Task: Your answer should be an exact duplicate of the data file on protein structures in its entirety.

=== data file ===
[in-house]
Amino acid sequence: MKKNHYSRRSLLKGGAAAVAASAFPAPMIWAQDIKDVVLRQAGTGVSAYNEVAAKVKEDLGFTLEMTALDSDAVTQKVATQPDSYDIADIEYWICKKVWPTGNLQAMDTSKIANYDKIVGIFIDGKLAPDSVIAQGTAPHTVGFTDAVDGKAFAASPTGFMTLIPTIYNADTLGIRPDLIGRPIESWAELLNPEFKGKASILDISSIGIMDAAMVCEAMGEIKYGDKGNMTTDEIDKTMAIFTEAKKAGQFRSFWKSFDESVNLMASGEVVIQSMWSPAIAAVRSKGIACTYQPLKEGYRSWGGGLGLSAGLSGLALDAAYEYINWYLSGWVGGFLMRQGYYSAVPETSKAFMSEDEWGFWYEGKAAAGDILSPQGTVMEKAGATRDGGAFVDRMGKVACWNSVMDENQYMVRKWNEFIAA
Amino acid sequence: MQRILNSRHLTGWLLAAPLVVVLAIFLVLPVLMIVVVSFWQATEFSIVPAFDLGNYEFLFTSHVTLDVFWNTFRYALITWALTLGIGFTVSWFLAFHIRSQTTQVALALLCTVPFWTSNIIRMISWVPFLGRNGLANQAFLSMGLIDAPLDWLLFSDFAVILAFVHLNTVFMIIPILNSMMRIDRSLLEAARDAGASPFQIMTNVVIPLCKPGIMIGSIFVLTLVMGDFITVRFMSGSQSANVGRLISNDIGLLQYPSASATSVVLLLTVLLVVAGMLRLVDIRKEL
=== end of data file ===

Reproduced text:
[in-house]
Amino acid sequence: MKKNHYSRRSLLKGGAAAVAASAFPAPMIWAQDIKDVVLRQAGTGVSAYNEVAAKVKEDLGFTLEMTALDSDAVTQKVATQPDSYDIADIEYWICKKVWPTGNLQAMDTSKIANYDKIVGIFIDGKLAPDSVIAQGTAPHTVGFTDAVDGKAFAASPTGFMTLIPTIYNADTLGIRPDLIGRPIESWAELLNPEFKGKASILDISSIGIMDAAMVCEAMGEIKYGDKGNMTTDEIDKTMAIFTEAKKAGQFRSFWKSFDESVNLMASGEVVIQSMWSPAIAAVRSKGIACTYQPLKEGYRSWGGGLGLSAGLSGLALDAAYEYINWYLSGWVGGFLMRQGYYSAVPETSKAFMSEDEWGFWYEGKAAAGDILSPQGTVMEKAGATRDGGAFVDRMGKVACWNSVMDENQYMVRKWNEFIAA
Amino acid sequence: MQRILNSRHLTGWLLAAPLVVVLAIFLVLPVLMIVVVSFWQATEFSIVPAFDLGNYEFLFTSHVTLDVFWNTFRYALITWALTLGIGFTVSWFLAFHIRSQTTQVALALLCTVPFWTSNIIRMISWVPFLGRNGLANQAFLSMGLIDAPLDWLLFSDFAVILAFVHLNTVFMIIPILNSMMRIDRSLLEAARDAGASPFQIMTNVVIPLCKPGIMIGSIFVLTLVMGDFITVRFMSGSQSANVGRLISNDIGLLQYPSASATSVVLLLTVLLVVAGMLRLVDIRKEL